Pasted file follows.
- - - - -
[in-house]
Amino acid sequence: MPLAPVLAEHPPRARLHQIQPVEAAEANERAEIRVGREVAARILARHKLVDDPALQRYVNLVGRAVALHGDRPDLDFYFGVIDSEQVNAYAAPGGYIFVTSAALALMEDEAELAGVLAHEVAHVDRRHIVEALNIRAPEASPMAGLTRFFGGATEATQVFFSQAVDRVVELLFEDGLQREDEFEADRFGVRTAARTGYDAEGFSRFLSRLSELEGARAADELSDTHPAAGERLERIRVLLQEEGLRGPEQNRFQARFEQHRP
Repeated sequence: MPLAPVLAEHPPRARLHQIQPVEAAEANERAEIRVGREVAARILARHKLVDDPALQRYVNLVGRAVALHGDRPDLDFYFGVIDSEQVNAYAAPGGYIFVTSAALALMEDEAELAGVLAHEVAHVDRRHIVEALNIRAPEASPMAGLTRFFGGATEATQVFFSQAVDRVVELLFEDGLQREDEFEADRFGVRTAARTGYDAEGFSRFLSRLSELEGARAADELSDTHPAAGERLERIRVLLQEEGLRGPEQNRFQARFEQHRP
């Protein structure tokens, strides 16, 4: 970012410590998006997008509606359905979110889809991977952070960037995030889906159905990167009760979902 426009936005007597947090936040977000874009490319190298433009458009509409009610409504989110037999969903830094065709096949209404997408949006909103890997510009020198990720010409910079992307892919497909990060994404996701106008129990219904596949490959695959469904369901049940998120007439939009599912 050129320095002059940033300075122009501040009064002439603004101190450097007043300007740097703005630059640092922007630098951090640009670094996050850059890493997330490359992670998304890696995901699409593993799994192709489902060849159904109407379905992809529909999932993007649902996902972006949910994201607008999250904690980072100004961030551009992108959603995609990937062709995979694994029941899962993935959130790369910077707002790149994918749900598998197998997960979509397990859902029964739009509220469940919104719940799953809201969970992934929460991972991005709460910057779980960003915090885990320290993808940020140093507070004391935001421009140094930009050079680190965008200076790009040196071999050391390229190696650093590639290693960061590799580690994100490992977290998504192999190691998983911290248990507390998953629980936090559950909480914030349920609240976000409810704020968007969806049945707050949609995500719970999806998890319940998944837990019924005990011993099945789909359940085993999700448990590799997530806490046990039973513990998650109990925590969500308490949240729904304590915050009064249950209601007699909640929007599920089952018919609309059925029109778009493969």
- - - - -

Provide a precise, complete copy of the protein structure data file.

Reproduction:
[in-house]
Amino acid sequence: MPLAPVLAEHPPRARLHQIQPVEAAEANERAEIRVGREVAARILARHKLVDDPALQRYVNLVGRAVALHGDRPDLDFYFGVIDSEQVNAYAAPGGYIFVTSAALALMEDEAELAGVLAHEVAHVDRRHIVEALNIRAPEASPMAGLTRFFGGATEATQVFFSQAVDRVVELLFEDGLQREDEFEADRFGVRTAARTGYDAEGFSRFLSRLSELEGARAADELSDTHPAAGERLERIRVLLQEEGLRGPEQNRFQARFEQHRP
Repeated sequence: MPLAPVLAEHPPRARLHQIQPVEAAEANERAEIRVGREVAARILARHKLVDDPALQRYVNLVGRAVALHGDRPDLDFYFGVIDSEQVNAYAAPGGYIFVTSAALALMEDEAELAGVLAHEVAHVDRRHIVEALNIRAPEASPMAGLTRFFGGATEATQVFFSQAVDRVVELLFEDGLQREDEFEADRFGVRTAARTGYDAEGFSRFLSRLSELEGARAADELSDTHPAAGERLERIRVLLQEEGLRGPEQNRFQARFEQHRP
């Protein structure tokens, strides 16, 4: 970012410590998006997008509606359905979110889809991977952070960037995030889906159905990167009760979902 426009936005007597947090936040977000874009490319190298433009458009509409009610409504989110037999969903830094065709096949209404997408949006909103890997510009020198990720010409910079992307892919497909990060994404996701106008129990219904596949490959695959469904369901049940998120007439939009599912 050129320095002059940033300075122009501040009064002439603004101190450097007043300007740097703005630059640092922007630098951090640009670094996050850059890493997330490359992670998304890696995901699409593993799994192709489902060849159904109407379905992809529909999932993007649902996902972006949910994201607008999250904690980072100004961030551009992108959603995609990937062709995979694994029941899962993935959130790369910077707002790149994918749900598998197998997960979509397990859902029964739009509220469940919104719940799953809201969970992934929460991972991005709460910057779980960003915090885990320290993808940020140093507070004391935001421009140094930009050079680190965008200076790009040196071999050391390229190696650093590639290693960061590799580690994100490992977290998504192999190691998983911290248990507390998953629980936090559950909480914030349920609240976000409810704020968007969806049945707050949609995500719970999806998890319940998944837990019924005990011993099945789909359940085993999700448990590799997530806490046990039973513990998650109990925590969500308490949240729904304590915050009064249950209601007699909640929007599920089952018919609309059925029109778009493969």